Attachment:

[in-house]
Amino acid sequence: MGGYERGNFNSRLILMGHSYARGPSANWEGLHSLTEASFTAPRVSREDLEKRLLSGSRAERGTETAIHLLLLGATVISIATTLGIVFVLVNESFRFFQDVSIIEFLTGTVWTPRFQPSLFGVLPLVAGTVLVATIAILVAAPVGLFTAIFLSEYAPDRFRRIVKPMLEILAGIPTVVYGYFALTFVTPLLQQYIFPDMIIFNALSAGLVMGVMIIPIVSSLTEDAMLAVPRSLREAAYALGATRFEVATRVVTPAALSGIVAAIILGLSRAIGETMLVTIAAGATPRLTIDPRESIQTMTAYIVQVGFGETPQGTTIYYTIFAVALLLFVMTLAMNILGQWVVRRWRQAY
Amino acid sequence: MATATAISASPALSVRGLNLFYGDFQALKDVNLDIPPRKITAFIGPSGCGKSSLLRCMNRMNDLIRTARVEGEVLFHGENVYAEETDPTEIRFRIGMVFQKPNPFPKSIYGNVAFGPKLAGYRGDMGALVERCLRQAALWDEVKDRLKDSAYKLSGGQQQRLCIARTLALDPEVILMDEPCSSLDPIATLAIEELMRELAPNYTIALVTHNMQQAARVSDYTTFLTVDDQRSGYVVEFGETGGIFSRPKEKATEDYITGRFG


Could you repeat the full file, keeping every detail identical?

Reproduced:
[in-house]
Amino acid sequence: MGGYERGNFNSRLILMGHSYARGPSANWEGLHSLTEASFTAPRVSREDLEKRLLSGSRAERGTETAIHLLLLGATVISIATTLGIVFVLVNESFRFFQDVSIIEFLTGTVWTPRFQPSLFGVLPLVAGTVLVATIAILVAAPVGLFTAIFLSEYAPDRFRRIVKPMLEILAGIPTVVYGYFALTFVTPLLQQYIFPDMIIFNALSAGLVMGVMIIPIVSSLTEDAMLAVPRSLREAAYALGATRFEVATRVVTPAALSGIVAAIILGLSRAIGETMLVTIAAGATPRLTIDPRESIQTMTAYIVQVGFGETPQGTTIYYTIFAVALLLFVMTLAMNILGQWVVRRWRQAY
Amino acid sequence: MATATAISASPALSVRGLNLFYGDFQALKDVNLDIPPRKITAFIGPSGCGKSSLLRCMNRMNDLIRTARVEGEVLFHGENVYAEETDPTEIRFRIGMVFQKPNPFPKSIYGNVAFGPKLAGYRGDMGALVERCLRQAALWDEVKDRLKDSAYKLSGGQQQRLCIARTLALDPEVILMDEPCSSLDPIATLAIEELMRELAPNYTIALVTHNMQQAARVSDYTTFLTVDDQRSGYVVEFGETGGIFSRPKEKATEDYITGRFG